Module Developed at NASA Glenn Launches Next Week

CLEVELAND – In less than a week, an experiment developed by researchers at NASA’s Glenn Research Center will take flight to better understand how fire behaves after it exits Earth’s atmosphere.

The Spacecraft Fire Project, dubbed “Saffire” by the space agency, will launch March 22 at the Kennedy Space Center in Florida. Two other Saffire experiments are also planned for later this year.

“NASA’s objective is to reduce the risk of long-duration exploration missions,” explained Jason Crusan, advanced exploration system director for NASA,” and a spacecraft fire is one of the biggest concerns for NASA and the international space exploration community.”

A three-by-three-by-five-foot  module will be aboard NASA’s Cygnus spacecraft, an automated cargo delivery ship, as it takes supplies to the International Space Station. The Saffire module will remain on board Cygnus as the experiment is conducted on the return trip to Earth.

The modules are equipped to simulate materials and environments found in on the International Space Station and the Orion spacecraft, which is being developed to take astronauts to Mars. Images and data of fire in the experiment module will be collected and relayed to the Orbital ATK Control Center in Dulles, Va., before Cygnus’ destructive re-entry to Earth.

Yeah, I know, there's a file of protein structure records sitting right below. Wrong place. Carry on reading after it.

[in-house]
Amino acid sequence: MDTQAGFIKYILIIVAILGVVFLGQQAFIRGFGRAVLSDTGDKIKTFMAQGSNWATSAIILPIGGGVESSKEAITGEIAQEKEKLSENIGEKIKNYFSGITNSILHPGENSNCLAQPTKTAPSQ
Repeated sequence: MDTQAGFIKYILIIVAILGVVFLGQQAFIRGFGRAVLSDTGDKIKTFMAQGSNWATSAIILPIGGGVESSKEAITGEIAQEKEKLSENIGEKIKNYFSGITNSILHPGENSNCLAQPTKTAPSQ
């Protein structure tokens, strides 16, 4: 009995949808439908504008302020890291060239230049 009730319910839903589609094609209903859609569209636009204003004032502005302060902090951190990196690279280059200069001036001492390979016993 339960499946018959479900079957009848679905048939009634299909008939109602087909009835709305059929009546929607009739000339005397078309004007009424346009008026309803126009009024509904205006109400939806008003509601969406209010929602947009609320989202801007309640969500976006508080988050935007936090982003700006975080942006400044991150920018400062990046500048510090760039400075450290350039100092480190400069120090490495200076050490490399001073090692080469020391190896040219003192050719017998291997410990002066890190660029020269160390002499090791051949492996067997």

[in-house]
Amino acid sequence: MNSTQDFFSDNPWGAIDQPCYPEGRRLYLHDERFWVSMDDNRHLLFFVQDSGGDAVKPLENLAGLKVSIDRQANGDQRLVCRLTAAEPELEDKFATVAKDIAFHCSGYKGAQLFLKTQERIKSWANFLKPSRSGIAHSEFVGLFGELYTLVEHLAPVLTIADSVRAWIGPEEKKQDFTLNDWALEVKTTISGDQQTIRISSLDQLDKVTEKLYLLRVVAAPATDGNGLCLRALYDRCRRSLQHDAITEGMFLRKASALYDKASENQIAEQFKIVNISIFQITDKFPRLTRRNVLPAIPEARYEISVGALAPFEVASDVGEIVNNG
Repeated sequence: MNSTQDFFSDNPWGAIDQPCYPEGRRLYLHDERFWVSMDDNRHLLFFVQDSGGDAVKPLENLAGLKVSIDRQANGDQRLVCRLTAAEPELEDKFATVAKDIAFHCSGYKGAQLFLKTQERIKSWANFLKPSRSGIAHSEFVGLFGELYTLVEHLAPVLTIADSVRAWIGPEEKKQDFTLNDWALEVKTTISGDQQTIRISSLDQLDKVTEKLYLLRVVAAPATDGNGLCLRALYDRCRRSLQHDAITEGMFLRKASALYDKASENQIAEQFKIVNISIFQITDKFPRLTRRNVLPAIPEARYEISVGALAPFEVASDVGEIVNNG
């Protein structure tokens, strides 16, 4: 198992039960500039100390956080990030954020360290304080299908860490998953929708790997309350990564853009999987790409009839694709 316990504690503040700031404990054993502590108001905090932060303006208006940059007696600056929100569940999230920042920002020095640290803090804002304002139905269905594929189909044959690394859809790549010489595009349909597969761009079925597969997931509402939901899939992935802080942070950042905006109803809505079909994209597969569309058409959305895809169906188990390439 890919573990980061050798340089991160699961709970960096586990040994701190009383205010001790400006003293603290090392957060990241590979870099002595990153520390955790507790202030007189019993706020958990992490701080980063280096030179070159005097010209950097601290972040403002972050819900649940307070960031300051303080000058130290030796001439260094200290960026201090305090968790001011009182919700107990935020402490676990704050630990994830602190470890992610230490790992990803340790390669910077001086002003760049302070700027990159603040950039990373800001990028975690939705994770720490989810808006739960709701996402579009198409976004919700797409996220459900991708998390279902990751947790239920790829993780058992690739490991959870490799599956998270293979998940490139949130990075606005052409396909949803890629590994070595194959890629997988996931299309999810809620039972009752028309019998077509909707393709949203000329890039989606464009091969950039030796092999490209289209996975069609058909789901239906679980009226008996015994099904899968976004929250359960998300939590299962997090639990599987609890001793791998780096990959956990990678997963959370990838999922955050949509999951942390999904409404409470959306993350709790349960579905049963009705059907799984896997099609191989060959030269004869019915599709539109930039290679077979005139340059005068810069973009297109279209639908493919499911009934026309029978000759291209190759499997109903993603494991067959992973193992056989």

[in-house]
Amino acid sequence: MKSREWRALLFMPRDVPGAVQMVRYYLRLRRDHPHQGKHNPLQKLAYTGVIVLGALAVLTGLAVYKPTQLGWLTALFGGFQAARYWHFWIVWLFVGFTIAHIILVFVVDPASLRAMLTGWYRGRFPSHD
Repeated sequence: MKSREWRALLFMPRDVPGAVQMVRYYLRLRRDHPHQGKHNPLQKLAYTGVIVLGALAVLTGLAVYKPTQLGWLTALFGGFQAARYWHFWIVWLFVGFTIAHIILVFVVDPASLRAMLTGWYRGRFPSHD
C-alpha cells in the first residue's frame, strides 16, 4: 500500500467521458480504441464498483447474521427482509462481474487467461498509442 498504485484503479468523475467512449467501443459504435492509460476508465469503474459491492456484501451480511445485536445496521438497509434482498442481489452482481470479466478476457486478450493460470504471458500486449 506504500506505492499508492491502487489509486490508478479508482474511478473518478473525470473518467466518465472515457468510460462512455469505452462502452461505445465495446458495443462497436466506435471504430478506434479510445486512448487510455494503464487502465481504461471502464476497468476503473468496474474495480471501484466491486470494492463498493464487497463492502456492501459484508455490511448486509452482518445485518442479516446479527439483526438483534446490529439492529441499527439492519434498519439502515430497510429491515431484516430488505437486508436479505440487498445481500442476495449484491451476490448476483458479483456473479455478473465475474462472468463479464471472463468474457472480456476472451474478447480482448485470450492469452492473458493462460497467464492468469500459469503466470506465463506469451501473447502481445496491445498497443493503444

“Saffire will be the biggest man-made fire ever in space. Currently, we can only conduct small combustion experiments in the microgravity environment of the space station. Saffire will allow us to safely burn larger samples of material without added risk to the station or its crew.” said Gary Ruff, project manager of NASA’s spacecraft fire safety demonstration.

Each of the three modules will serve a different purpose. The Saffire II module will test oxygen flammability limits, while Saffire III will test another large-scale fire in microgravity, similar to the experiment launching next week.

Concepts for more Saffire experiments – focusing on flame spread, flame spread, smoke propagation, and detection and suppression of fire – are also being developed

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